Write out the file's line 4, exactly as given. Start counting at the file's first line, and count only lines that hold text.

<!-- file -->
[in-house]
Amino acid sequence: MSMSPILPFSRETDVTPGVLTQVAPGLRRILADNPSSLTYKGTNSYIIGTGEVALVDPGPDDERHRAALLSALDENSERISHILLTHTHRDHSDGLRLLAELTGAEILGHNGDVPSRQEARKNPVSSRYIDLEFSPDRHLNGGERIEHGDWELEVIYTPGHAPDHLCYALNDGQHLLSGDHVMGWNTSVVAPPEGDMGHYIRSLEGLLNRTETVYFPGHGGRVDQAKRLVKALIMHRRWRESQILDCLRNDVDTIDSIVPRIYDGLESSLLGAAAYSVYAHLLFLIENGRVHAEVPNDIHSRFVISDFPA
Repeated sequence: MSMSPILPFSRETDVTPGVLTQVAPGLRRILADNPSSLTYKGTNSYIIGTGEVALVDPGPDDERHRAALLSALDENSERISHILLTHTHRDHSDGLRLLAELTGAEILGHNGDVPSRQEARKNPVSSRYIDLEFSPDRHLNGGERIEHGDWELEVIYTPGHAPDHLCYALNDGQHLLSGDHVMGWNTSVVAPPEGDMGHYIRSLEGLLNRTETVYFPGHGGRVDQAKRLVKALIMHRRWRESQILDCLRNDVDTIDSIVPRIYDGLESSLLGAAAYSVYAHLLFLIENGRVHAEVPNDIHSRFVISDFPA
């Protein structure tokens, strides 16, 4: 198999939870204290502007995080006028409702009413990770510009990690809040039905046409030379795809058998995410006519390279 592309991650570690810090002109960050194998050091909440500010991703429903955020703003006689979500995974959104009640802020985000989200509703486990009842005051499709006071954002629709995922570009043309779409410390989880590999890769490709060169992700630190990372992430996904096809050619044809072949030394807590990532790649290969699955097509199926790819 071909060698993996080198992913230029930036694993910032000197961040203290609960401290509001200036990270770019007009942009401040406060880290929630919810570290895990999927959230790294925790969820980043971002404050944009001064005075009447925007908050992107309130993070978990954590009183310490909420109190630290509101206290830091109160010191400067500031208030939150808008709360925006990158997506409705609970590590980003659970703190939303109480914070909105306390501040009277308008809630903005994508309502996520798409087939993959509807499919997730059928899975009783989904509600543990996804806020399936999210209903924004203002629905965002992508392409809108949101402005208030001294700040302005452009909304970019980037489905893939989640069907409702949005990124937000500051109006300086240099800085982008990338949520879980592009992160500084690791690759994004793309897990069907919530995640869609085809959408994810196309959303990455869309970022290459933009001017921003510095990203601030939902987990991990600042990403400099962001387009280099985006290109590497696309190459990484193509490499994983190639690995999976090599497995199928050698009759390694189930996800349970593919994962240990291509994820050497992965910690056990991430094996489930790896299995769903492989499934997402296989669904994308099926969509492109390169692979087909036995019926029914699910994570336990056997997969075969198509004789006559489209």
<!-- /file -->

């Protein structure tokens, strides 16, 4: 198999939870204290502007995080006028409702009413990770510009990690809040039905046409030379795809058998995410006519390279 592309991650570690810090002109960050194998050091909440500010991703429903955020703003006689979500995974959104009640802020985000989200509703486990009842005051499709006071954002629709995922570009043309779409410390989880590999890769490709060169992700630190990372992430996904096809050619044809072949030394807590990532790649290969699955097509199926790819 071909060698993996080198992913230029930036694993910032000197961040203290609960401290509001200036990270770019007009942009401040406060880290929630919810570290895990999927959230790294925790969820980043971002404050944009001064005075009447925007908050992107309130993070978990954590009183310490909420109190630290509101206290830091109160010191400067500031208030939150808008709360925006990158997506409705609970590590980003659970703190939303109480914070909105306390501040009277308008809630903005994508309502996520798409087939993959509807499919997730059928899975009783989904509600543990996804806020399936999210209903924004203002629905965002992508392409809108949101402005208030001294700040302005452009909304970019980037489905893939989640069907409702949005990124937000500051109006300086240099800085982008990338949520879980592009992160500084690791690759994004793309897990069907919530995640869609085809959408994810196309959303990455869309970022290459933009001017921003510095990203601030939902987990991990600042990403400099962001387009280099985006290109590497696309190459990484193509490499994983190639690995999976090599497995199928050698009759390694189930996800349970593919994962240990291509994820050497992965910690056990991430094996489930790896299995769903492989499934997402296989669904994308099926969509492109390169692979087909036995019926029914699910994570336990056997997969075969198509004789006559489209």